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Maximising recoveries from insolvencies – Guest Blog by Menzies LLP

8 October 2020 

With insolvencies predicted to be on the rise following emergence from the Covid crisis, it will be more important than ever for creditors of insolvent entities to reduce losses by working with insolvency practitioners to identify additional sources of recovery.

The role of an insolvency practitioner who is formally appointed over an insolvent company or person is generally to get in, realise and distribute the assets. This article explains some of the tools available to insolvency practitioners which aim to increase returns to creditors.

Information gathering powers

Insolvency practitioners will start by identifying what assets there are, by collecting trading records and making enquiries of creditors, company directors and others who may be able to provide information. Directors and employees of an insolvent company are required by law to assist the insolvency practitioner. The Court can enforce co-operation by summoning:

  • Directors and company secretaries;
  • Any person who has company assets or records; or
  • Any person who is able to provide information about the business.

Claims which may be brought against directors and third parties

Provisions of the Insolvency Act enable specific claims to be made during formal insolvency procedures. The aim of these is to reverse attempted dissipation of the assets which should have been available to creditors generally. Some of the most common types of claim are:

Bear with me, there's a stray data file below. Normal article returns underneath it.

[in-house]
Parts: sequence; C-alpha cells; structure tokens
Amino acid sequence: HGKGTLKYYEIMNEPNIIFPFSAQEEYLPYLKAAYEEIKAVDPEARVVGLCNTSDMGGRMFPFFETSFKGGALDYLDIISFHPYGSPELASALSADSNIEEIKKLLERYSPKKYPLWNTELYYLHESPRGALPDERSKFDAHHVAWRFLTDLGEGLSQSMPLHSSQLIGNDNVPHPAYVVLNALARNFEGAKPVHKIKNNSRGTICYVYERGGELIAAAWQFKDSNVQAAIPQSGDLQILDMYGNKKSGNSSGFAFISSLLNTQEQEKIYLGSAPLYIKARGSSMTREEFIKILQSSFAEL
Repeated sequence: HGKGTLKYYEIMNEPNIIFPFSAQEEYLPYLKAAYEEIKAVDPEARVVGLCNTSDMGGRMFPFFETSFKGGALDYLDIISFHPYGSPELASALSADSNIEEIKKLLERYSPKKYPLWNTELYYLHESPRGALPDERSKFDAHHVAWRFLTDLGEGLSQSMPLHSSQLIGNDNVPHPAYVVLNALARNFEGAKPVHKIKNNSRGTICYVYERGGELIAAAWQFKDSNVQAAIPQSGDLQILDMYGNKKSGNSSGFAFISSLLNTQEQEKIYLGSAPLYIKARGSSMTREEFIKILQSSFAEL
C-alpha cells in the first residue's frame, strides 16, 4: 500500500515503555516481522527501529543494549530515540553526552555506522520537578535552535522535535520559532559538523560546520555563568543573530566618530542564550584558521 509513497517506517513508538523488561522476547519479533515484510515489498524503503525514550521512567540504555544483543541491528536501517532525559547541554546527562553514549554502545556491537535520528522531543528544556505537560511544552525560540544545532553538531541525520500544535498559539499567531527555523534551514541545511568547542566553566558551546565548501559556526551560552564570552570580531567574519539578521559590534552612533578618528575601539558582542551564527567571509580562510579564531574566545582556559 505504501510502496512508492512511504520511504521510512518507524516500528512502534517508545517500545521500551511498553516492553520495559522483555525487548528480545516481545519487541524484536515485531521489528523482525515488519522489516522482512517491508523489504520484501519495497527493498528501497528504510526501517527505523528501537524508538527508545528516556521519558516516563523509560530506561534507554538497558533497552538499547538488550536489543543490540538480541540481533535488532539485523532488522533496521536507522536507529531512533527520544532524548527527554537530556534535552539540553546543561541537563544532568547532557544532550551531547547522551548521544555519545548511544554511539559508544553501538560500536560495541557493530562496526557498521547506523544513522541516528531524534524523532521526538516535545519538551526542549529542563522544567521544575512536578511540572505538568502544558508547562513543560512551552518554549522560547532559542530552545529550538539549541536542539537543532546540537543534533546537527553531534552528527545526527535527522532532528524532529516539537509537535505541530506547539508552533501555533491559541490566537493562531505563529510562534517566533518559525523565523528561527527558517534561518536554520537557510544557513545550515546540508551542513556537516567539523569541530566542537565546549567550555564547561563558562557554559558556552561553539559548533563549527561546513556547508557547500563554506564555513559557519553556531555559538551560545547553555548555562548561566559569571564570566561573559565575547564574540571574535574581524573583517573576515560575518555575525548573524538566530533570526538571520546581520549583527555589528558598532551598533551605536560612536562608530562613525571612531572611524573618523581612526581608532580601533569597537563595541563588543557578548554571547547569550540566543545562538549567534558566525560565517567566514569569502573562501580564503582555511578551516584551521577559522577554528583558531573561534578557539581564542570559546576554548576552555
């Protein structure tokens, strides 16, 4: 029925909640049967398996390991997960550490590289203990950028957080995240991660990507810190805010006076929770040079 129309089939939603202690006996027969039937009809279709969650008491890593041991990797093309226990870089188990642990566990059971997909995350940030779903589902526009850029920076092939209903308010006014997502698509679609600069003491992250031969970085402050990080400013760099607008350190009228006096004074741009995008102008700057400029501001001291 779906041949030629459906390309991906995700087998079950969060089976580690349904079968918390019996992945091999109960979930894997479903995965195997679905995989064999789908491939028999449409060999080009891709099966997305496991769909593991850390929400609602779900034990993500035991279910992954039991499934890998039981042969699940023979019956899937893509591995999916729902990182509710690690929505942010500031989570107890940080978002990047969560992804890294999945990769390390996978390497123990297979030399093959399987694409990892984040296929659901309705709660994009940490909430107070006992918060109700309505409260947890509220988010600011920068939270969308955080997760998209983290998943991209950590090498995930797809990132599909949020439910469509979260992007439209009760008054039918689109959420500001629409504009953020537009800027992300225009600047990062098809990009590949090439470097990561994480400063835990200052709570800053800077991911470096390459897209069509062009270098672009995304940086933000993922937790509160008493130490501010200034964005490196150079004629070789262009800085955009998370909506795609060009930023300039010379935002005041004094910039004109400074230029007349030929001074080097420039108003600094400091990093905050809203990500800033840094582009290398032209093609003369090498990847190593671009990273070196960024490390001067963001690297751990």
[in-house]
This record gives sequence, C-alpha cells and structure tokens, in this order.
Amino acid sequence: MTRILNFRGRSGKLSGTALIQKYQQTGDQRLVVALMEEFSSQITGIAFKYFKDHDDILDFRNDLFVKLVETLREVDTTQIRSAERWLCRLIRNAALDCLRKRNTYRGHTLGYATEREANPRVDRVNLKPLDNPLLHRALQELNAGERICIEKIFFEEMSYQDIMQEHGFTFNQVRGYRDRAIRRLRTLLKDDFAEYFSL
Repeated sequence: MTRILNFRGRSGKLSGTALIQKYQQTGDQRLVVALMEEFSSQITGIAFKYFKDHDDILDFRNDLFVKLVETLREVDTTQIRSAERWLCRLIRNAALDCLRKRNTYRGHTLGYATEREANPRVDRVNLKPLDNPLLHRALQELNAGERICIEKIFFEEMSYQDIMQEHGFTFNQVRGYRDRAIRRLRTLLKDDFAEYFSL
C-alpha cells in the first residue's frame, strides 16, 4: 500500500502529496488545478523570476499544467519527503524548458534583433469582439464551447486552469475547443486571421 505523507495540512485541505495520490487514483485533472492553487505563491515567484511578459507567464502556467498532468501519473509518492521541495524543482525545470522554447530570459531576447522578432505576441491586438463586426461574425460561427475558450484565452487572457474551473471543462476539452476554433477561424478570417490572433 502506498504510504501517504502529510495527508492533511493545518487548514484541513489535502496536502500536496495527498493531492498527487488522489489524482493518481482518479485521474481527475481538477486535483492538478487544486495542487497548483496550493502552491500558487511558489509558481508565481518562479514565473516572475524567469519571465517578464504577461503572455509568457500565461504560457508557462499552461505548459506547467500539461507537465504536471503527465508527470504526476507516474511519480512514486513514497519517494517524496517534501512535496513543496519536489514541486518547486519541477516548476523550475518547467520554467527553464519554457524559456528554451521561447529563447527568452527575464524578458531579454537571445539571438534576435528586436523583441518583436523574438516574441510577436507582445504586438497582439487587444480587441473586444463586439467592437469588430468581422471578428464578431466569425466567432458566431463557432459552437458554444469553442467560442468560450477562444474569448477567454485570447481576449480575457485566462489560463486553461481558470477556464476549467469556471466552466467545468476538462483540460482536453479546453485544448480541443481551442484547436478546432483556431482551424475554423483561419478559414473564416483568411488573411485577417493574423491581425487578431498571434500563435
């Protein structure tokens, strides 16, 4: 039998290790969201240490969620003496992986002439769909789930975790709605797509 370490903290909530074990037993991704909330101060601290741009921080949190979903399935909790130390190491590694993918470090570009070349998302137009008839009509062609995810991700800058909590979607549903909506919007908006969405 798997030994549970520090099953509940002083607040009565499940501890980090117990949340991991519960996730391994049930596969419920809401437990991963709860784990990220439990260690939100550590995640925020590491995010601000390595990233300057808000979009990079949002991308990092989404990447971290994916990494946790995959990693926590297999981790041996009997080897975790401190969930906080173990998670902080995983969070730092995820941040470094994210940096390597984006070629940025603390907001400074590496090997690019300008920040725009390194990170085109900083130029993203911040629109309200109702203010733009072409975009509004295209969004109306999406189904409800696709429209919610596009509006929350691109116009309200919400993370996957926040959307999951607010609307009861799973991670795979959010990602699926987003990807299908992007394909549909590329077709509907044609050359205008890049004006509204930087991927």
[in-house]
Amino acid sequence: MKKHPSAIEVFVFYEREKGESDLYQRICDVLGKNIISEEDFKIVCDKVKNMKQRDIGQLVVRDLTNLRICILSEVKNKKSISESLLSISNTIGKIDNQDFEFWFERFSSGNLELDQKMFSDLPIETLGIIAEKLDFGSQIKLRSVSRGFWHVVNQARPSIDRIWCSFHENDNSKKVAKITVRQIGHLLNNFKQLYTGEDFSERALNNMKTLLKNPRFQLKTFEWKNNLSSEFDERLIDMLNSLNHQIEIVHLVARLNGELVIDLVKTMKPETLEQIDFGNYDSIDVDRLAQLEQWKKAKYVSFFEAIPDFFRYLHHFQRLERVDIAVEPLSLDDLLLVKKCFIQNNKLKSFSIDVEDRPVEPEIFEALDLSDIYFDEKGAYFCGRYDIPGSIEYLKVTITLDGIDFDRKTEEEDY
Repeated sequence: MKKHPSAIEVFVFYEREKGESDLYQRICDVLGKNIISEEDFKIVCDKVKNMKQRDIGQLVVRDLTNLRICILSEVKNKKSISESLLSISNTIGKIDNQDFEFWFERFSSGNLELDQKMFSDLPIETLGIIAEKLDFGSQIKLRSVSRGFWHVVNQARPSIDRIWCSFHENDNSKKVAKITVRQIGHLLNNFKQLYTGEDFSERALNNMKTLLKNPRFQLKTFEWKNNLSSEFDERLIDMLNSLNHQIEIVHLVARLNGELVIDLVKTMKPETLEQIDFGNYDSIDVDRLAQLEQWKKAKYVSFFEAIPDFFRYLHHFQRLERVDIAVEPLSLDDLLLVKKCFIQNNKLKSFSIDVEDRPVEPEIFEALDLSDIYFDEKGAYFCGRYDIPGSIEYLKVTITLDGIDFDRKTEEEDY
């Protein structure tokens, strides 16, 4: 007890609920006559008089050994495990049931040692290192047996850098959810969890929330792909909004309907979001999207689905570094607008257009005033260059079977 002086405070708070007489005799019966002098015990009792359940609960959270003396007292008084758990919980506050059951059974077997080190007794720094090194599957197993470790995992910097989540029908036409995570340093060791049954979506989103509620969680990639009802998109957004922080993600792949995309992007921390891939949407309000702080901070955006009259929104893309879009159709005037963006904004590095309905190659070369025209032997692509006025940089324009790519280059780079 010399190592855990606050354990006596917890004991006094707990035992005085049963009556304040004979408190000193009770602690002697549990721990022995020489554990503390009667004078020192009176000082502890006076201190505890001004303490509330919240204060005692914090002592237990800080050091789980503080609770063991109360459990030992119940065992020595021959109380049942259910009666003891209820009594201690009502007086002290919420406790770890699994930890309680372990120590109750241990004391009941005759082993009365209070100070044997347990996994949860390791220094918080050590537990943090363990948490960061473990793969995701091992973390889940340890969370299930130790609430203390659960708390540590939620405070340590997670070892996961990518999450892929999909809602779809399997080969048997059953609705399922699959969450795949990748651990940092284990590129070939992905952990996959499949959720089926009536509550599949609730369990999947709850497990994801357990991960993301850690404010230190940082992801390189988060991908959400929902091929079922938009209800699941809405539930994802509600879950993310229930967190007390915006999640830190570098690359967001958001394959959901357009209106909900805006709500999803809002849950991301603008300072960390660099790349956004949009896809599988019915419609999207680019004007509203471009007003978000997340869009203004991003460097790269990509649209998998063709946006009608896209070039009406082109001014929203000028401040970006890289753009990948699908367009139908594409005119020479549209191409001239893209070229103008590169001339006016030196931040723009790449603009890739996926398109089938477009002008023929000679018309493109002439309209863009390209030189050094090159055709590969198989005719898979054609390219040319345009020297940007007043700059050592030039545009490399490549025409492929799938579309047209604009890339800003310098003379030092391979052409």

Transaction at undervalue – where a gift has been made, or a transaction has taken place with no or insufficient consideration being received by the insolvent party;

  • Preference – where a creditor, surety or guarantor has deliberately received better treatment than others;
  • Post petition dispositions – payments and transfers of assets after the date of a winding up or bankruptcy petition are void unless the Court orders otherwise;
  • Wrongful trading – where a company director knew or ought to have concluded that the company did not have a reasonable prospect of avoiding insolvent liquidation or administration, and the position for creditors has worsened;
  • Fraudulent trading – where the business of a company has been carried on with intent to defraud creditors or for any fraudulent purpose;
  • Misfeasance – where directors have misapplied company property or have breached their duties to the company and to creditors.

Disqualification and restrictions

There is a restriction on re-using a company name or trading name where the company has gone into insolvent liquidation. This applies to directors of the company for a period of five years. Contravention of this rule is a criminal offence and it may also leave the directors personally liable. The restriction can be avoided if directors meet one of a series of exceptions, such as obtaining permission from the Court.

Whilst individuals should generally recover from corporate failure or bankruptcy and get back on their feet, where there has been serious misconduct, an additional period of restrictions may apply:

  • Where a person is considered to be unfit to be a company director, that person may be disqualified from acting as such for a period of up to 15 years;
  • Where an individual’s conduct is poor prior to or during bankruptcy, that person may be subject to restrictions on trading, borrowing money and being a company director for a period of up to 15 years.

For more information, please click the link to view the webinar recording in full. Alternatively, to read more on the services that Menzies offers to maximise recoveries for creditors, please click here.

If you have any questions in relation to this webinar, please email Rachel Lai, Head of Menzies’ Investigations Initiative, at or call 02920 447 513.